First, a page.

So says Coyote, and I agree with him (earlier here).
…companies will quickly restructure their work processes to make sure no one works overtime. And since their new hires are working just a straight 40 hours (with mandatory unpaid lunch break time in CA), they will likely pay less. If I am paying $40,000 a year for someone who will work extra hours for me, I am not going to pay that amount to someone just punching a time clock. And the whole psychological relationship is changed – a salaried person is someone on the management team. A person punching a timeclock may not be treated the same way. …
…for those who think schools assign too much homework, this could well be the end of homework. The most dangerous possible thing with hourly workers is to give them the ability to assign themselves unlimited overtime. Teachers could do this at home with grading papers. If I were a school, I would ban teachers from doing any grading or schoolwork prep at home — after all, it’s hourly and probably overtime and they could work unlimited hours at home and how would you get it under control? The only way to manage it would be to ban it entirely.
He marches through some of the implications, all bad, for employee travel (why allow it except for the direst company needs if every hour on the road is going to be paid at time and a half?), ObamaCare incentives, and the erosion of a minimum pay guarantee for those whose salary now provides one. (On the homework issue, incidentally, teachers are exempt under current FLSA rules; grading papers at home would only be dangerous assuming a change in those rules.)
Here comes a more regimented, polarized, lawsuit-ridden workplace with less upward mobility — at least if the President gets his way. I deplore some of the likely effects, unintended or otherwise, in a new Cato post: “Increasingly, Obama’s binge of executive orders and unilateral decrees to bypass Congress is coming to resemble a toddler’s destructive tantrum.” More: Daniel Schwartz, Daniel Fisher. Our wage and hour law category has more than 80 posts.
More from Scott Shackford, Reason, from Brett Logiurato at Business Insider on organized business opposition, and from the WSJ. And from George Leef, John Locke Institute:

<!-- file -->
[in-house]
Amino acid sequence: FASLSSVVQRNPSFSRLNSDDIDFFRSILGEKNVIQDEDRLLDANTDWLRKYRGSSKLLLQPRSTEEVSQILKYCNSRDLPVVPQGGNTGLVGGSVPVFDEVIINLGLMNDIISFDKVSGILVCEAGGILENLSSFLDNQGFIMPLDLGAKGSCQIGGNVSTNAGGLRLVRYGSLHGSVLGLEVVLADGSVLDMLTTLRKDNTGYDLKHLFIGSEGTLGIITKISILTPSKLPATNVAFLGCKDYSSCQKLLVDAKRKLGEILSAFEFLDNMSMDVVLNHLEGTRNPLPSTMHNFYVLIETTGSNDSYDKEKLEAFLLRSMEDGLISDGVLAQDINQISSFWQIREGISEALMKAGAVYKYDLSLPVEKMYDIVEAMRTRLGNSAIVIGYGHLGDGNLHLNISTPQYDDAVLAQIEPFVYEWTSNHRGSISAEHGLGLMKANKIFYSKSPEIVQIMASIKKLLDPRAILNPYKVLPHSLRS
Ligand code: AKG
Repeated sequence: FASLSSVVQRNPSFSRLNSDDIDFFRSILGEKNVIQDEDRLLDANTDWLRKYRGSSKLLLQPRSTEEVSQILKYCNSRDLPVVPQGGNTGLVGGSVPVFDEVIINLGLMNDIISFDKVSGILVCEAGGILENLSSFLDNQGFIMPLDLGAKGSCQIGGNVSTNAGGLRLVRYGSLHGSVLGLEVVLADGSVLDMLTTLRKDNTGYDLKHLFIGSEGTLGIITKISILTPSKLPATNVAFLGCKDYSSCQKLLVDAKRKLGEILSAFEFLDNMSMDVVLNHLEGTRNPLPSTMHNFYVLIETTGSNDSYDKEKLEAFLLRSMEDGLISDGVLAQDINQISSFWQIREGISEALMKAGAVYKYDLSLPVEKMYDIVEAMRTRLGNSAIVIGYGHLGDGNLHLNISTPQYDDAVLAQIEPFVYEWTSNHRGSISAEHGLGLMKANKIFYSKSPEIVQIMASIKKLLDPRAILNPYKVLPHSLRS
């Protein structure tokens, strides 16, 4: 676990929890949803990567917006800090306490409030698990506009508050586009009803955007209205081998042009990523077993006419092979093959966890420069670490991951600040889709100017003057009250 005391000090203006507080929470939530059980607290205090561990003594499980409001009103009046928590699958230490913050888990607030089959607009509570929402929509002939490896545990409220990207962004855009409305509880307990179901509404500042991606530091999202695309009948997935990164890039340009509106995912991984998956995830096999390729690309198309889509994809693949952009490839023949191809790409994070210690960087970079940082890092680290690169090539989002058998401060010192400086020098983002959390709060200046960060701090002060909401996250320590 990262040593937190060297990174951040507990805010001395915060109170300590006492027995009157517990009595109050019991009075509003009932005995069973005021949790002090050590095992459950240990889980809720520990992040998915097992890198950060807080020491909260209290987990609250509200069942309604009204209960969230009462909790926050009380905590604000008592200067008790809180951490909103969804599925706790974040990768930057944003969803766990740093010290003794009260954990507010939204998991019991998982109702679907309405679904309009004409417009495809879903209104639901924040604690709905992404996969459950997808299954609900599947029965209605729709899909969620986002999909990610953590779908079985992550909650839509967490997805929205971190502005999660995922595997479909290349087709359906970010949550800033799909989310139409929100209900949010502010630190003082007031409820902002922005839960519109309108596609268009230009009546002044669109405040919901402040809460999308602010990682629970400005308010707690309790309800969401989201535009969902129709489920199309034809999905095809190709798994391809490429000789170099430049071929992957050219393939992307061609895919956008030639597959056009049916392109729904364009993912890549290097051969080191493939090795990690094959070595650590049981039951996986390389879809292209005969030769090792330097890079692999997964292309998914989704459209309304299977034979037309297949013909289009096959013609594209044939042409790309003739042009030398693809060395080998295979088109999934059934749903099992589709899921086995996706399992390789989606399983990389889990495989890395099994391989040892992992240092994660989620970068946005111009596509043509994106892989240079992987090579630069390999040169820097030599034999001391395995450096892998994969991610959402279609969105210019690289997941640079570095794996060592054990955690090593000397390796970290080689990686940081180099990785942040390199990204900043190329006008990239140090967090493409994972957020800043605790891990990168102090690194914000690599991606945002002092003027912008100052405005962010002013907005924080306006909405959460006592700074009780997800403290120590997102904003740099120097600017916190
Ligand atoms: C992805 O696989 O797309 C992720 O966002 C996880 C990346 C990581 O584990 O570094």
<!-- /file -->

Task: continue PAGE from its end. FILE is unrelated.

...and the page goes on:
The Fair Labor Standards Act is the federal statute that imposes the minimum wage along with other intrusions into what ought to be matters of contract between the parties.There is no real constitutional authority for the federal government to dictate the terms of labor contracts. During the New Deal, Congress relied upon the notion that if anything might have any possible effect on interstate commerce, then it’s fair game for federal control. That idea stretches the concept of interstate commerce far beyond its intended meaning.
Yet more: Welcome Andrew Sullivan, Washington Times readers. And see followup post (why this could do much more damage to economy than minimum wage hike)
Safer to have the failed business go through total liquidation, it seems:
An employer that acquired the assets of a defunct bar and restaurant and continued to operate a restaurant on the same premises was liable for unpaid wages owed to the defunct restaurant’s former employees, the Oregon Supreme Court has ruled. Blachana LLC v. Bureau of Labor and Industries, No. S060789 (Ore. Jan. 16, 2014).
Reversing the Oregon Court of Appeals, the Court found that the Bureau of Labor and Industries (BOLI) did not err in deciding the employer was a successor for state wage liability purposes because it conducted “essentially the same business as conducted by the predecessor,” even though it did not employ any of the predecessor’s employees. [emphasis added]
“Obamacare Call Center Faces Unpaid Wages & Overtime Class Action Lawsuit” [BigClassAction.com]